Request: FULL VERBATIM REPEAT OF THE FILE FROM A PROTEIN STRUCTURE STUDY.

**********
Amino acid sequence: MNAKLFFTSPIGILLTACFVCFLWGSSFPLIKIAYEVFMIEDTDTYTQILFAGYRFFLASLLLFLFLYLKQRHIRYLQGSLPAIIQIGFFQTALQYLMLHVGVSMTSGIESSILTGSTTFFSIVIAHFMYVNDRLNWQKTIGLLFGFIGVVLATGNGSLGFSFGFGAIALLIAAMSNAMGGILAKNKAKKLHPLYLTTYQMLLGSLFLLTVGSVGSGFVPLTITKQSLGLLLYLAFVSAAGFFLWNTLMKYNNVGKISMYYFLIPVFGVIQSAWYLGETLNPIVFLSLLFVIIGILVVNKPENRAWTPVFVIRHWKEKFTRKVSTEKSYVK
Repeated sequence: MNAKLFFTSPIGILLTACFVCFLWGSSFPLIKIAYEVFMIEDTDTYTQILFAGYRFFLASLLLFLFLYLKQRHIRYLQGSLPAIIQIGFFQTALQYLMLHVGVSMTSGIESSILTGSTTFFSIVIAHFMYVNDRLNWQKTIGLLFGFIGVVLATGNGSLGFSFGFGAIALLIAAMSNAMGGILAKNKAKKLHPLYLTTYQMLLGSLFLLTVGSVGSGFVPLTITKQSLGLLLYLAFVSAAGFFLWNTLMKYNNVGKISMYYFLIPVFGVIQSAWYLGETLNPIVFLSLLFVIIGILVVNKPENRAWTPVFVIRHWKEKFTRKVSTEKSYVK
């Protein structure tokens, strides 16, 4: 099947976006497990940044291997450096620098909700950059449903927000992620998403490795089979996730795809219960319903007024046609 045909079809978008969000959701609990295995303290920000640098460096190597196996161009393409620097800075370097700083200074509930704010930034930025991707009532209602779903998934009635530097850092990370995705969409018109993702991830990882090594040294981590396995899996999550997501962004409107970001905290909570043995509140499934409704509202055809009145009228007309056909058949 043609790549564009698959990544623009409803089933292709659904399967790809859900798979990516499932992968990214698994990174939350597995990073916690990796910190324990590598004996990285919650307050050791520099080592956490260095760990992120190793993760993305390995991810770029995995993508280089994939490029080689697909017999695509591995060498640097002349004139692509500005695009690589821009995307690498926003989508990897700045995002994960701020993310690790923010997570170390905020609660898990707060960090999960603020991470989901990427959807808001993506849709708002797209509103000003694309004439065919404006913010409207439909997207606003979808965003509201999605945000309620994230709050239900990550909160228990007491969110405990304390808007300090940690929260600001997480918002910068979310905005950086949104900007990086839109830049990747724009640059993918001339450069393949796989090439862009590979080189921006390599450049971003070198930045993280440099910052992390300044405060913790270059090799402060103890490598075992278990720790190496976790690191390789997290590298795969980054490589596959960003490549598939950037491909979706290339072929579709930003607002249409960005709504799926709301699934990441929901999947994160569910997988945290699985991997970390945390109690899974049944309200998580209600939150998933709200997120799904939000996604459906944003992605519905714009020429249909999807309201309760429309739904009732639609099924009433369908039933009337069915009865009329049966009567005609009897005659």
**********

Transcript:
Amino acid sequence: MNAKLFFTSPIGILLTACFVCFLWGSSFPLIKIAYEVFMIEDTDTYTQILFAGYRFFLASLLLFLFLYLKQRHIRYLQGSLPAIIQIGFFQTALQYLMLHVGVSMTSGIESSILTGSTTFFSIVIAHFMYVNDRLNWQKTIGLLFGFIGVVLATGNGSLGFSFGFGAIALLIAAMSNAMGGILAKNKAKKLHPLYLTTYQMLLGSLFLLTVGSVGSGFVPLTITKQSLGLLLYLAFVSAAGFFLWNTLMKYNNVGKISMYYFLIPVFGVIQSAWYLGETLNPIVFLSLLFVIIGILVVNKPENRAWTPVFVIRHWKEKFTRKVSTEKSYVK
Repeated sequence: MNAKLFFTSPIGILLTACFVCFLWGSSFPLIKIAYEVFMIEDTDTYTQILFAGYRFFLASLLLFLFLYLKQRHIRYLQGSLPAIIQIGFFQTALQYLMLHVGVSMTSGIESSILTGSTTFFSIVIAHFMYVNDRLNWQKTIGLLFGFIGVVLATGNGSLGFSFGFGAIALLIAAMSNAMGGILAKNKAKKLHPLYLTTYQMLLGSLFLLTVGSVGSGFVPLTITKQSLGLLLYLAFVSAAGFFLWNTLMKYNNVGKISMYYFLIPVFGVIQSAWYLGETLNPIVFLSLLFVIIGILVVNKPENRAWTPVFVIRHWKEKFTRKVSTEKSYVK
């Protein structure tokens, strides 16, 4: 099947976006497990940044291997450096620098909700950059449903927000992620998403490795089979996730795809219960319903007024046609 045909079809978008969000959701609990295995303290920000640098460096190597196996161009393409620097800075370097700083200074509930704010930034930025991707009532209602779903998934009635530097850092990370995705969409018109993702991830990882090594040294981590396995899996999550997501962004409107970001905290909570043995509140499934409704509202055809009145009228007309056909058949 043609790549564009698959990544623009409803089933292709659904399967790809859900798979990516499932992968990214698994990174939350597995990073916690990796910190324990590598004996990285919650307050050791520099080592956490260095760990992120190793993760993305390995991810770029995995993508280089994939490029080689697909017999695509591995060498640097002349004139692509500005695009690589821009995307690498926003989508990897700045995002994960701020993310690790923010997570170390905020609660898990707060960090999960603020991470989901990427959807808001993506849709708002797209509103000003694309004439065919404006913010409207439909997207606003979808965003509201999605945000309620994230709050239900990550909160228990007491969110405990304390808007300090940690929260600001997480918002910068979310905005950086949104900007990086839109830049990747724009640059993918001339450069393949796989090439862009590979080189921006390599450049971003070198930045993280440099910052992390300044405060913790270059090799402060103890490598075992278990720790190496976790690191390789997290590298795969980054490589596959960003490549598939950037491909979706290339072929579709930003607002249409960005709504799926709301699934990441929901999947994160569910997988945290699985991997970390945390109690899974049944309200998580209600939150998933709200997120799904939000996604459906944003992605519905714009020429249909999807309201309760429309739904009732639609099924009433369908039933009337069915009865009329049966009567005609009897005659």